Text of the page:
“That’s Entertainment!”

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Series: The ABC’s of Professionalism

Business entertainment is largely about expanding the business playing field. Meeting clients in venues outside company walls allows business to be conducted informally and in more subtle ways. For the most part, entertaining clients is about showing appreciation for past business deals with the hope of maintaining and expanding the relationship. However, as long as the intentions are made clear in advance, it is appropriate to make product announcements, present company news or engage in business discussions. “Can we discuss this over lunch?”

“A dinner lubricates business.” — Lord William Stowell

When entertaining prospects and recruits, business discussions are the norm. An entertainment venue is chosen to create an environment where the parties can get to know each other and determine if there is a mutual fit. A job applicant can decide if he would enjoy working for or with this person. On the other side of the table, the recruiter has the opportunity to look beyond the résumé. To ensure team chemistry, the recruit will need to fit into the company culture. (Note: We’re not talking about attributes like ethnicity or gender.) For example, the way a person plays golf helps reveal aspects of his character. The shine on a person’s professional image will be enhanced or tarnished depending on his conduct on a golf course.

“If there is any larceny in a man, golf will bring it out.” — Paul Gallico

“Eighteen holes of match or medal play will teach you more about your foe than will 18 years of dealing with him across a desk.” — Grantland Rice

A professional does not let his guard down, even when the entertainment is purely personal. You never know who is watching or listening. Oh, how many times I’ve heard someone say, “Pardon me, but I couldn’t help noticing …” Professionals never takes a timeout from professional behavior, even in seemingly insignificant situations.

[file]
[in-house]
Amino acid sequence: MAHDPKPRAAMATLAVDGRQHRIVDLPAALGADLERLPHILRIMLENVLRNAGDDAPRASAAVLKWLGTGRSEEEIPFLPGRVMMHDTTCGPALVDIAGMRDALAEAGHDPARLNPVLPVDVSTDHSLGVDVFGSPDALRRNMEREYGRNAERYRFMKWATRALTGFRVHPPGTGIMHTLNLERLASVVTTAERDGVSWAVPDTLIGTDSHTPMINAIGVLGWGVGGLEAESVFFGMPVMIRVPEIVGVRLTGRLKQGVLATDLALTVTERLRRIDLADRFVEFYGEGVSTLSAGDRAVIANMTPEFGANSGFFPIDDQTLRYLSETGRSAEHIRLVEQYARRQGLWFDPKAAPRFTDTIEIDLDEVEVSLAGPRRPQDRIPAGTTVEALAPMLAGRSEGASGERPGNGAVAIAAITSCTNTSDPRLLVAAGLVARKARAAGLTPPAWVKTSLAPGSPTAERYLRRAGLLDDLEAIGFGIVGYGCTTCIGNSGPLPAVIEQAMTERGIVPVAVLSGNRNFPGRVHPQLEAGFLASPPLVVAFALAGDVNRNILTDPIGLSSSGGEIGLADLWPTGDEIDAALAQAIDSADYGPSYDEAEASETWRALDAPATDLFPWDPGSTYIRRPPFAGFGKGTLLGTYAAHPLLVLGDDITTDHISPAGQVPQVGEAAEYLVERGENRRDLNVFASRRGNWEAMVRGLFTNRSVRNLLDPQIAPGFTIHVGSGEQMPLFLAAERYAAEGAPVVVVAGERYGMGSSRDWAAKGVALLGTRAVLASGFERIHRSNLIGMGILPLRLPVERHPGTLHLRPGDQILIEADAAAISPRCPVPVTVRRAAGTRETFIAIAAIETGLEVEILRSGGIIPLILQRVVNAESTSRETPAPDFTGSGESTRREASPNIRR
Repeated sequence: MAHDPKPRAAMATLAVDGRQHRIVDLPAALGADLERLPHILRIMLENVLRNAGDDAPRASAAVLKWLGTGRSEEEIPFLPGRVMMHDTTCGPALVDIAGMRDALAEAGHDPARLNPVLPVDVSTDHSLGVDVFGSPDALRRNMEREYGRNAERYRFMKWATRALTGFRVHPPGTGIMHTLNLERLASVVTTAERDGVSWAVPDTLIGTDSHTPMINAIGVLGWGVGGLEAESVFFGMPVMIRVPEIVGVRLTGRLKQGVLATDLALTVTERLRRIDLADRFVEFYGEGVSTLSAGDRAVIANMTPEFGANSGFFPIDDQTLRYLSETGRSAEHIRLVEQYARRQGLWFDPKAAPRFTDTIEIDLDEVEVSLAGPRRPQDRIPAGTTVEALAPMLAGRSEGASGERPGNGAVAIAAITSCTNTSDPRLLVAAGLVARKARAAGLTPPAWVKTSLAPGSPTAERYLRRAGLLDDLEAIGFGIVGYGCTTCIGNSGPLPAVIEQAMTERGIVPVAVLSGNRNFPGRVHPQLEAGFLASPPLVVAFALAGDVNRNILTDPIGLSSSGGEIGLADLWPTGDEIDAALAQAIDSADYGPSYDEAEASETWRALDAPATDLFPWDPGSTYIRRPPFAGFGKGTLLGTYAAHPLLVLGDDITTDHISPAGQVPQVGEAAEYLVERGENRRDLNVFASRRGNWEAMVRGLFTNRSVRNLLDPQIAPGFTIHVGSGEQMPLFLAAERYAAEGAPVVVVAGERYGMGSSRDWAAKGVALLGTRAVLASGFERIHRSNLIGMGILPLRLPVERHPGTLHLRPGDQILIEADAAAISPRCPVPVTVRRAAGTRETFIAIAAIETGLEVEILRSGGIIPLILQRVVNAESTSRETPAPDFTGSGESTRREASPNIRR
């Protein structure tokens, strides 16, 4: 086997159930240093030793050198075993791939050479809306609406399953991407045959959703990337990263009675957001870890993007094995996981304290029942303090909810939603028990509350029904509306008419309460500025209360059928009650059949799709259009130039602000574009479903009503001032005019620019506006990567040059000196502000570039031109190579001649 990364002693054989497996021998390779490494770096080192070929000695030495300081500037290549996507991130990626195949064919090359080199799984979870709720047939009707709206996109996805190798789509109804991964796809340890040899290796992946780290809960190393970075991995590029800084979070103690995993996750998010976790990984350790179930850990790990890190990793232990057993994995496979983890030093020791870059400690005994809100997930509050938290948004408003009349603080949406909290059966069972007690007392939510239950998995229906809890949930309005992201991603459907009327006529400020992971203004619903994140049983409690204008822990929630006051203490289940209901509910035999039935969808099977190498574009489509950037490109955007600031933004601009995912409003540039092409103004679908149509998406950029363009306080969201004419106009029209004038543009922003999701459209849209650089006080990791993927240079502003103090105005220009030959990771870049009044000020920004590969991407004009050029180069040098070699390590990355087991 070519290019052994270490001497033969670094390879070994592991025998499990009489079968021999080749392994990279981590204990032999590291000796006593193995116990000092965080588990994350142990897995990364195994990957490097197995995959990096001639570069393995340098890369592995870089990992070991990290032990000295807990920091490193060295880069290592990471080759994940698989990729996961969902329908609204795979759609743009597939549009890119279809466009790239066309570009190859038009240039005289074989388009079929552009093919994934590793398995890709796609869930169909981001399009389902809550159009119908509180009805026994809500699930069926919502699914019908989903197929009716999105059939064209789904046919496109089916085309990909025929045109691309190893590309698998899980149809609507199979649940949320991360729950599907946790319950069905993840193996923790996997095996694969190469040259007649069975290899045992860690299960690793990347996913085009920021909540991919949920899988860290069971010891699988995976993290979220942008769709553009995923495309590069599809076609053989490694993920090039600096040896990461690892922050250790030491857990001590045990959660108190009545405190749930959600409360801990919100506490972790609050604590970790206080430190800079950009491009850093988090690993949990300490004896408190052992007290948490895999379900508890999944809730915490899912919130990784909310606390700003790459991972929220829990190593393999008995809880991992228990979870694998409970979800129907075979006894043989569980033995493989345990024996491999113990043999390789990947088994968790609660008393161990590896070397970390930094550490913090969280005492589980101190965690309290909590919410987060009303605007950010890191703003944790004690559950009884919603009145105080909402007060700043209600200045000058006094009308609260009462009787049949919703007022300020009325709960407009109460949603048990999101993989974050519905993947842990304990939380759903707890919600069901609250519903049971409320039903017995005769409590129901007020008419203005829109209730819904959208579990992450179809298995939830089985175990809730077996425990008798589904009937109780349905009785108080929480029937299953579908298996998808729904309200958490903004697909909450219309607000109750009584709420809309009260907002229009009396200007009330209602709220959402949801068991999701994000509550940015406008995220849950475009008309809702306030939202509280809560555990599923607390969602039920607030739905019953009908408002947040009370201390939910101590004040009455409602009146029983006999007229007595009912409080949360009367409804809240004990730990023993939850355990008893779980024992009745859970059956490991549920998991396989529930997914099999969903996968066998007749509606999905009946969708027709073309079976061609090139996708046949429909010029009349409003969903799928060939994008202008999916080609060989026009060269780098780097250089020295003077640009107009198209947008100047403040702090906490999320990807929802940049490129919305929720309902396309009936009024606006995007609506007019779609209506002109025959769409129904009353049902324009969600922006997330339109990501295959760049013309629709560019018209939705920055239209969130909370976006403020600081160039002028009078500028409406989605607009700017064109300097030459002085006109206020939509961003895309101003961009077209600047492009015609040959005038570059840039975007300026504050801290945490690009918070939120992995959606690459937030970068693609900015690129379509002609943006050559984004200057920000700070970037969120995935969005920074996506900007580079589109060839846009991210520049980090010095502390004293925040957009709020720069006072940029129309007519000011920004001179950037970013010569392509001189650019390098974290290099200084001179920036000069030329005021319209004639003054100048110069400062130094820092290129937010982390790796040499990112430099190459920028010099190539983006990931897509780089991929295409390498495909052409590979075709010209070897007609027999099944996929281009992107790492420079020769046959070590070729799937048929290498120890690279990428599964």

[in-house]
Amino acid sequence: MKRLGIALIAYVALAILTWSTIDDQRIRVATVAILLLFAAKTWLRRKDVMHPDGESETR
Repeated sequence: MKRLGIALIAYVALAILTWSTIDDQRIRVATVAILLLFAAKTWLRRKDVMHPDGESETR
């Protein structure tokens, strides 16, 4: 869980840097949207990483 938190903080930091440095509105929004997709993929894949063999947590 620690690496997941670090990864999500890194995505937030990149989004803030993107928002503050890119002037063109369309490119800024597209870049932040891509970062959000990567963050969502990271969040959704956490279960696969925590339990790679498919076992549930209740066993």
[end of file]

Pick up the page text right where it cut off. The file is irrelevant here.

“You can tell a lot about a fellow’s character by his way of eating jellybeans.” — Ronald Reagan, source: Observer, March 29 1981

Professionalism means having an attitude of respect for yourself and others — it does not mean being stiff and boring. One of the reasons for business entertainment is to have fun and be a professional simultaneously.

“If a man insisted always on being serious, and never allowed himself a bit of fun and relaxation, he would go mad or become unstable without knowing it.” — Herodotus (484 BC – 430 BC), The Histories of Herodotus

“Enjoy present pleasures in such a way as not to injure future ones.” — Seneca (5 BC – 65 AD)

When entertainment and business are combined, a meal is usually part of the package.

“Food is our common ground, a universal experience.” — James Beard

What a person remembers about a business meal is a testimony to the professionalism of his fellow diners. Few people will notice or remember who used the wrong fork. But, certain errors have the potential to become indelibly etched onto their memories.

1. Talking with food in your mouth (“Close your mouth, Michael; we are not a codfish.” — Mary Poppins)

2. Coughing or sneezing across the table (“Exposing others to your germs is the ultimate discourtesy” — Peter Post)

3. Not washing your hands after using the restroom (“the single most important thing anybody can do … to safeguard themselves against unnecessary infection is washing your hands.” — Dr. Philip Tierno)

4. Double dipping and touching other people’s food (“That’s like putting your whole mouth right in the dip!” — episode of Seinfeld)

5. Eating like a glutton (“Gluttony is not a secret vice.” — Orson Welles)

So, allow others to enjoy their food, your company, the ambience, and the conversation instead of tolerating your disgusting table manners.

“Good company and good discourse are the very sinews of virtue.” — Izaak Walton (1593 – 1683), The Compleat Angler, 1653

“A smiling face is half the meal.” — Latvian Proverb

Whether you are the client or the vendor, the prospect or the company, or just along for the ride, there are three things to keep in mind about business entertainment. Certainly, enjoy yourself within the bounds of professionalism. And of course, use the opportunity to accomplish your business purposes. But, above all, be good company.

“People may not remember what you did or said, but they will remember how you made them feel.” — Attributed to Maya Angelou

“Your skills can get you in the door; your people skills are what can seal the deal.” — Source: http://www.EmilyPost.com

God bless,

— CC

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© Copyright August 2008, Clancy Cross. All rights reserved.
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Constructive Conversation